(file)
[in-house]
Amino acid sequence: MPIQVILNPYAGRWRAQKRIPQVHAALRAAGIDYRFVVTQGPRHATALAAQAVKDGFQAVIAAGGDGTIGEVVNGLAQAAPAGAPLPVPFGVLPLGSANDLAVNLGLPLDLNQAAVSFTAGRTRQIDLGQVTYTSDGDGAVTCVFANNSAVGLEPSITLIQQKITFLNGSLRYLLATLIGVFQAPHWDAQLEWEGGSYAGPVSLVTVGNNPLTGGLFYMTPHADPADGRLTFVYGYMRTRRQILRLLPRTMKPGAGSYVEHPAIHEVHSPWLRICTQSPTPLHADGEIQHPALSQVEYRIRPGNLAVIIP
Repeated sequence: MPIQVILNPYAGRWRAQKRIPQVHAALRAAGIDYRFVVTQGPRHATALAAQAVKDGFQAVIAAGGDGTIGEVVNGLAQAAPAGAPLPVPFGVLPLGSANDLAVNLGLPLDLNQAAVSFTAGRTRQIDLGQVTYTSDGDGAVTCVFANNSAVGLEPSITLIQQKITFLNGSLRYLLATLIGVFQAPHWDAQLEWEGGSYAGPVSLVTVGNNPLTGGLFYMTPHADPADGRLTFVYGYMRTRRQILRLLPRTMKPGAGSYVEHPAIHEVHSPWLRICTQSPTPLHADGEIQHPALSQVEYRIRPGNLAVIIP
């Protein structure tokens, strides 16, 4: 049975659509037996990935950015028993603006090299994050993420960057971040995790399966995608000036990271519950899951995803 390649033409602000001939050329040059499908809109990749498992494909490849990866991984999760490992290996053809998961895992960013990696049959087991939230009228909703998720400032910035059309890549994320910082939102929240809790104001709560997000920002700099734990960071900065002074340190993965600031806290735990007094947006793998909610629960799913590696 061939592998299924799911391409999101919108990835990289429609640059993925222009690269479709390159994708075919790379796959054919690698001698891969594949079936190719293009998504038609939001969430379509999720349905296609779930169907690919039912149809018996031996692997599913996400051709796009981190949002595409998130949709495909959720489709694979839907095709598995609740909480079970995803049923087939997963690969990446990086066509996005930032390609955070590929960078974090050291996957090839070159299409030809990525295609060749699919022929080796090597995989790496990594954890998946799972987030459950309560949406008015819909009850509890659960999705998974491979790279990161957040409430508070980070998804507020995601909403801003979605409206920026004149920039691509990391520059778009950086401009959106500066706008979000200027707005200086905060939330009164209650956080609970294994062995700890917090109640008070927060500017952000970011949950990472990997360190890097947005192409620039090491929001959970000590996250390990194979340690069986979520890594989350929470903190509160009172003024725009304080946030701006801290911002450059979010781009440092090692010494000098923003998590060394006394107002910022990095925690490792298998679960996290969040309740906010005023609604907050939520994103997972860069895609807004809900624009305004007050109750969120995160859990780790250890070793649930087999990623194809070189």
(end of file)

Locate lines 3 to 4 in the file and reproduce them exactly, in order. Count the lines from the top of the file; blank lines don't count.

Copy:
Repeated sequence: MPIQVILNPYAGRWRAQKRIPQVHAALRAAGIDYRFVVTQGPRHATALAAQAVKDGFQAVIAAGGDGTIGEVVNGLAQAAPAGAPLPVPFGVLPLGSANDLAVNLGLPLDLNQAAVSFTAGRTRQIDLGQVTYTSDGDGAVTCVFANNSAVGLEPSITLIQQKITFLNGSLRYLLATLIGVFQAPHWDAQLEWEGGSYAGPVSLVTVGNNPLTGGLFYMTPHADPADGRLTFVYGYMRTRRQILRLLPRTMKPGAGSYVEHPAIHEVHSPWLRICTQSPTPLHADGEIQHPALSQVEYRIRPGNLAVIIP
């Protein structure tokens, strides 16, 4: 049975659509037996990935950015028993603006090299994050993420960057971040995790399966995608000036990271519950899951995803 390649033409602000001939050329040059499908809109990749498992494909490849990866991984999760490992290996053809998961895992960013990696049959087991939230009228909703998720400032910035059309890549994320910082939102929240809790104001709560997000920002700099734990960071900065002074340190993965600031806290735990007094947006793998909610629960799913590696 061939592998299924799911391409999101919108990835990289429609640059993925222009690269479709390159994708075919790379796959054919690698001698891969594949079936190719293009998504038609939001969430379509999720349905296609779930169907690919039912149809018996031996692997599913996400051709796009981190949002595409998130949709495909959720489709694979839907095709598995609740909480079970995803049923087939997963690969990446990086066509996005930032390609955070590929960078974090050291996957090839070159299409030809990525295609060749699919022929080796090597995989790496990594954890998946799972987030459950309560949406008015819909009850509890659960999705998974491979790279990161957040409430508070980070998804507020995601909403801003979605409206920026004149920039691509990391520059778009950086401009959106500066706008979000200027707005200086905060939330009164209650956080609970294994062995700890917090109640008070927060500017952000970011949950990472990997360190890097947005192409620039090491929001959970000590996250390990194979340690069986979520890594989350929470903190509160009172003024725009304080946030701006801290911002450059979010781009440092090692010494000098923003998590060394006394107002910022990095925690490792298998679960996290969040309740906010005023609604907050939520994103997972860069895609807004809900624009305004007050109750969120995160859990780790250890070793649930087999990623194809070189």